THERE was no alternative but to switch passengers to an “entirely unsuitable” station when King’s Cross could not open due to the Christmas rail engineering works overruns, the boss of Network Rail claimed to MPs today.
After the switch on Saturday December 27, Finsbury Park station in north London became so overcrowded that passengers could not alight from trains and the station had to shut for a time.
But NR network operations managing director Robin Gisby told MPs today: “It was the right decision to use Finsbury Park (as the terminus) and I would endorse that decision again.”
Appearing before the House of Commons Transport Committee, Mr Gisby said: “Finsbury Park was entirely unsuitable compared with King’s Cross but there was nothing else we could do.
“Any other decision would have caused even more discomfort for passengers.”
Mr Gisby was appearing alongside NR chief executive Mark Carne following the overruns that also affected Paddington station in London on December 27.
The overruns meant the closure of King’s Cross station in London for the whole of Saturday December 27, with Paddington station closed for a time and nearby Finsbury Park station having to shut for a period due to the overcrowding.
A Network Rail report published earlier this week revealed poor planning, equipment failures and communication breakdowns all contributed to the overruns.
Physical work near Paddington was completed on time but safety validation work that should have taken two hours took 10 hours, the report said.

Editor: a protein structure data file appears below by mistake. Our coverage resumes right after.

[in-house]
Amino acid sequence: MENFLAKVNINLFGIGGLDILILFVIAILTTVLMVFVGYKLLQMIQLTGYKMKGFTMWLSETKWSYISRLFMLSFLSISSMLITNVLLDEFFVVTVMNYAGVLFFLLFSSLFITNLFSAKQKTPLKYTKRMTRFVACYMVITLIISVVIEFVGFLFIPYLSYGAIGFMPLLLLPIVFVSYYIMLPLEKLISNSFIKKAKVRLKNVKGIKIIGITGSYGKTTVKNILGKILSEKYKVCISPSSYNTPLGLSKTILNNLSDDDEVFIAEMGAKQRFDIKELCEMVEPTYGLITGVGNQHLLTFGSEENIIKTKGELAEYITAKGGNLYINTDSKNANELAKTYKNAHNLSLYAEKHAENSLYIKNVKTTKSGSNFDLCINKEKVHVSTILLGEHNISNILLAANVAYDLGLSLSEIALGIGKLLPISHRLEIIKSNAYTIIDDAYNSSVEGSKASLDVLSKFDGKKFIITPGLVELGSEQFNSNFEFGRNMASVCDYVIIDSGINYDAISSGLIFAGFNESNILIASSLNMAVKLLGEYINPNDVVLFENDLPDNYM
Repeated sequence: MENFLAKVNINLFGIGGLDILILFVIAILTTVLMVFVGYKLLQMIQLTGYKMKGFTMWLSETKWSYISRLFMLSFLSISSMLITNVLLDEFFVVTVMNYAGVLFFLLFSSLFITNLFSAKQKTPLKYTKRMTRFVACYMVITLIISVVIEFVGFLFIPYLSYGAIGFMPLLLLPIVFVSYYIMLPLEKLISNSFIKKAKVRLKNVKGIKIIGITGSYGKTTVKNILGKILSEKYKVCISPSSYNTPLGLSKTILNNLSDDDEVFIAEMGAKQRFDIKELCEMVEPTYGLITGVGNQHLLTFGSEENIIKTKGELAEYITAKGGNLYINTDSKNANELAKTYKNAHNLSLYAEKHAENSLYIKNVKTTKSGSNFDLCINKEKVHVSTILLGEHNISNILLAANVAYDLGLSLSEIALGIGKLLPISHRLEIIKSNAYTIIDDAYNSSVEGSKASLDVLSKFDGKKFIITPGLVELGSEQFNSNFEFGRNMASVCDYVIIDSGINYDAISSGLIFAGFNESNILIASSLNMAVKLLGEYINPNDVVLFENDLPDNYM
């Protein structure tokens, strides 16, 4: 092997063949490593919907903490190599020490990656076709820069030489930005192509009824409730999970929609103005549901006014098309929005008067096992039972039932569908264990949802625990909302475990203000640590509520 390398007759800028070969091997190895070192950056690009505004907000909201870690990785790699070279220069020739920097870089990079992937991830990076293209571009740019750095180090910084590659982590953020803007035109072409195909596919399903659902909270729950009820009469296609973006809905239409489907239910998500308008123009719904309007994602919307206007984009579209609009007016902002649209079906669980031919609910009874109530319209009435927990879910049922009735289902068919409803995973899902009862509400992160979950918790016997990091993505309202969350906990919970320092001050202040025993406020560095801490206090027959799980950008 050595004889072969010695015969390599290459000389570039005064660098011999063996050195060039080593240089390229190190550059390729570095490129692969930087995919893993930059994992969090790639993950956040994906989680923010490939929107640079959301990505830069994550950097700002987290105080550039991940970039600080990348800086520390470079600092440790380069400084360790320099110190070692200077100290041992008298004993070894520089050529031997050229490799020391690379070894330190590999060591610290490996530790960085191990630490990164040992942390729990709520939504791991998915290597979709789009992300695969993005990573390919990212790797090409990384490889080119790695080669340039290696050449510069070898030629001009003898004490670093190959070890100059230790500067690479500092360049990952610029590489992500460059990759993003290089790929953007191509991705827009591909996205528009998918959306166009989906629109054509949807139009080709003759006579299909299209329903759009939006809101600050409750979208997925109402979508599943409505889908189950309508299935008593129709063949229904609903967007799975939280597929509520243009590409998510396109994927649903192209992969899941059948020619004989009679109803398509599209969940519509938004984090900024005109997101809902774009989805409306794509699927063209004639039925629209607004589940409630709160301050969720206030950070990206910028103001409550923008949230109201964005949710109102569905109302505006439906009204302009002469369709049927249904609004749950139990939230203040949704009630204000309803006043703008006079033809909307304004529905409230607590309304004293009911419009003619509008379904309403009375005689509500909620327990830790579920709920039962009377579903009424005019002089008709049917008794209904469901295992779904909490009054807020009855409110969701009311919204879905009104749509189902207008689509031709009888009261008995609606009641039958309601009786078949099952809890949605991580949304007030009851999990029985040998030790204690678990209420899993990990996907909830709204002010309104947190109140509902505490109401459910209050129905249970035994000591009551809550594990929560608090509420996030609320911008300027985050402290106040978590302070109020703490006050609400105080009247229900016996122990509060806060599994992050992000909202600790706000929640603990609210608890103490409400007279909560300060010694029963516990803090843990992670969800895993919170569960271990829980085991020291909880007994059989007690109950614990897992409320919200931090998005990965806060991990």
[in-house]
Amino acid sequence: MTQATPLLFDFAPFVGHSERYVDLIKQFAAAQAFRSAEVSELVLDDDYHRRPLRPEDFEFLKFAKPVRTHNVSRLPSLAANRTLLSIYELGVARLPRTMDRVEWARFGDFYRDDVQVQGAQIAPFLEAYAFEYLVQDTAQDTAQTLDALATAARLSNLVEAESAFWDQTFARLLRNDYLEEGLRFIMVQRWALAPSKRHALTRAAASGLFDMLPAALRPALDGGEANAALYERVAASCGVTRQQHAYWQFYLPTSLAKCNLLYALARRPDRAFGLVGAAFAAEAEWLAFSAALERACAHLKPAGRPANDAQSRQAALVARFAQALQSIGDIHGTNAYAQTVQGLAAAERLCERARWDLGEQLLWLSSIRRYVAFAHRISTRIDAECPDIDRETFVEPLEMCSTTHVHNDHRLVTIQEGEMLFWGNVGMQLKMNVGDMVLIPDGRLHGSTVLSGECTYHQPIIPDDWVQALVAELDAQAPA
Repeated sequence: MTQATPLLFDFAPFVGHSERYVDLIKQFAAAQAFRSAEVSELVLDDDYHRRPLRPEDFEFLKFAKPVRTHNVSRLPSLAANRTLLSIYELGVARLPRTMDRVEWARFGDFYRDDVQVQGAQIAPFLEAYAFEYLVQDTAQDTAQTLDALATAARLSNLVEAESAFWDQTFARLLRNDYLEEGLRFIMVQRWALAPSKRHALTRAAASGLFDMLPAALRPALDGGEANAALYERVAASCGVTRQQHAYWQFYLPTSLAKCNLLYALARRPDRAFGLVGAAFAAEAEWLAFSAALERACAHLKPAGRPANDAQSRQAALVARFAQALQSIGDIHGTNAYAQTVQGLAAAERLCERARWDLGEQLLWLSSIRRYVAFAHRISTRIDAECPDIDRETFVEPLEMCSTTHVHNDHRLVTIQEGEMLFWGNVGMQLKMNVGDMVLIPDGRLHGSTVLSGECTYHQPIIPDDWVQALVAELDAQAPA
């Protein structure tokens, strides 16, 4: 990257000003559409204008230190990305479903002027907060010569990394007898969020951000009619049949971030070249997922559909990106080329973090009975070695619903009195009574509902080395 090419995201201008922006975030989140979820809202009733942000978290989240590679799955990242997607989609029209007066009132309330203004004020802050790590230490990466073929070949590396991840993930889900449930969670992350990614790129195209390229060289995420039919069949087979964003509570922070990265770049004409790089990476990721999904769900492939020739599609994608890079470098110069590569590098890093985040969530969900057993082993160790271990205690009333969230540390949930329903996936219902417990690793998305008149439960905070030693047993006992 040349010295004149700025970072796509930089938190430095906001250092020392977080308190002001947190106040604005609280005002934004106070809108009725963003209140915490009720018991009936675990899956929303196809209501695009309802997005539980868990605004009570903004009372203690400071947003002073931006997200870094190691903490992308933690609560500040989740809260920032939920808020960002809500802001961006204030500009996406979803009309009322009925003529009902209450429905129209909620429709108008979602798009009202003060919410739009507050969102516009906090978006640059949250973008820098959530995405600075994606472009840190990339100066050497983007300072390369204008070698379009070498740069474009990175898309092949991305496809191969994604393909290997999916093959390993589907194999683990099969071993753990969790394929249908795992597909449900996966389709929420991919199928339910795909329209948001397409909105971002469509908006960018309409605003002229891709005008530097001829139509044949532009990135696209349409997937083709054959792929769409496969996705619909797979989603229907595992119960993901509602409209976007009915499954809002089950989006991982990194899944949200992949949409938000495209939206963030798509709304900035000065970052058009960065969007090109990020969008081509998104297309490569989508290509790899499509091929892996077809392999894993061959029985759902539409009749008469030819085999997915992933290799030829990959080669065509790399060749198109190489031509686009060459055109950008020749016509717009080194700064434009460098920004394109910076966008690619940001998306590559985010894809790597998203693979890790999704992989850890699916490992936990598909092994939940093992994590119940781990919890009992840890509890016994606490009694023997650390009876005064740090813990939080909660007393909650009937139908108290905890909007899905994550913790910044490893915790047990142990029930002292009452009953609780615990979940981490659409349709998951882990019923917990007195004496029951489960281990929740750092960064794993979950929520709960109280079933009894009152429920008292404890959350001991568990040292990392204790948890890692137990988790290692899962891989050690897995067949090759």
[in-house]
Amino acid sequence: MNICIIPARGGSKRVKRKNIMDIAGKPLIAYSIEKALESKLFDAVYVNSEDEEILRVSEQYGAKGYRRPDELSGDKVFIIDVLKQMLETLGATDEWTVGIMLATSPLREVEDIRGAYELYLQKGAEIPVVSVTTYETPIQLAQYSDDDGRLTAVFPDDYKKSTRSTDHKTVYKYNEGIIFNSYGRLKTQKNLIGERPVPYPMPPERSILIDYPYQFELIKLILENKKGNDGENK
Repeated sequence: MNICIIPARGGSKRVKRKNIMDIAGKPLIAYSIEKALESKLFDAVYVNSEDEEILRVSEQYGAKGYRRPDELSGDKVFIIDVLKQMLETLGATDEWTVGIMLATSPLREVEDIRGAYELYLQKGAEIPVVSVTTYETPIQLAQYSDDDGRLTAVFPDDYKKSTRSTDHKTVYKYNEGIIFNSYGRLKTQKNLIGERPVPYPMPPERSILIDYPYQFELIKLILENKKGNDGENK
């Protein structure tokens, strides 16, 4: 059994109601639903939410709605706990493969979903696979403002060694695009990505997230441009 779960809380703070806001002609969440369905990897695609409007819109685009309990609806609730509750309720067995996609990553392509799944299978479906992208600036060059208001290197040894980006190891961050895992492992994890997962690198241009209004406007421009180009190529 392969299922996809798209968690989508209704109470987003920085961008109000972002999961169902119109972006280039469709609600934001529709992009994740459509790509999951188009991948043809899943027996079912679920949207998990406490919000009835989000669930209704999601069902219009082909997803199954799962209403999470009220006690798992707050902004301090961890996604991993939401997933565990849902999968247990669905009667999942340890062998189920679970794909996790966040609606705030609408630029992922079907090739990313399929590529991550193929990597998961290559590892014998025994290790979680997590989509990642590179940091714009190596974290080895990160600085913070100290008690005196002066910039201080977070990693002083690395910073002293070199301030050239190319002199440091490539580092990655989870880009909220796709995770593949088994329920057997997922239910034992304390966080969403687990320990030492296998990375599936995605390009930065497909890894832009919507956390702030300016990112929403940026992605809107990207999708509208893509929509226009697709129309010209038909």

When work near King’s Cross overran, the trains were switched to start and finish at Finsbury Park, but “not enough was done” to manage passenger flow at Finsbury Park.
Mr Carne told MPs that he, again, “unreservedly apologised” to passengers for the disruption on December 27. He said he thought the overrun at King’s Cross could have been declared earlier and communication about the use of platforms at Finsbury Park could have been improved.
Mr Carne said: “It is very clear that there are a lot of lessons to be learnt from this.”
In the week after the overruns, Mr Carne announced that he would not be taking his annual performance-related bonus for 2014/15. The bonus could have been as much as £135,000.
Asked about the bonus at today’s hearing, Mr Carne said he was the person responsible overall for the Christmas engineering programme but added that he considered that bonuses were earned for a performance over a whole year.
He said: “I know that the performances of the railway today are not meeting the public’s expectations on a number of fronts.
“We are not delivering.”
Mr Carne was in Cornwall for Christmas and said he was informed of the King’s Cross overrun at 2pm on Boxing Days and kept in touch by telephone from then on.
Another inquiry into the overruns has been announced. This will be overseen by rail industry body the Rail Delivery Group. Meanwhile, the Office of Rail Regulation (ORR) has already launched its own inquiry.
One of the things the rail industry inquiry will look at is the possibility of moving major engineering projects away from the Christmas period.
Mr Carne said today that Christmas was a time when many passengers were young or elderly and many carried suitcases.
He went on: “If you decide not to do it at Christmas, you still have to do the work and there will be disruption. We may well end up doing it at Christmas because that is the time when there is the lowest impact on passengers and the economy.”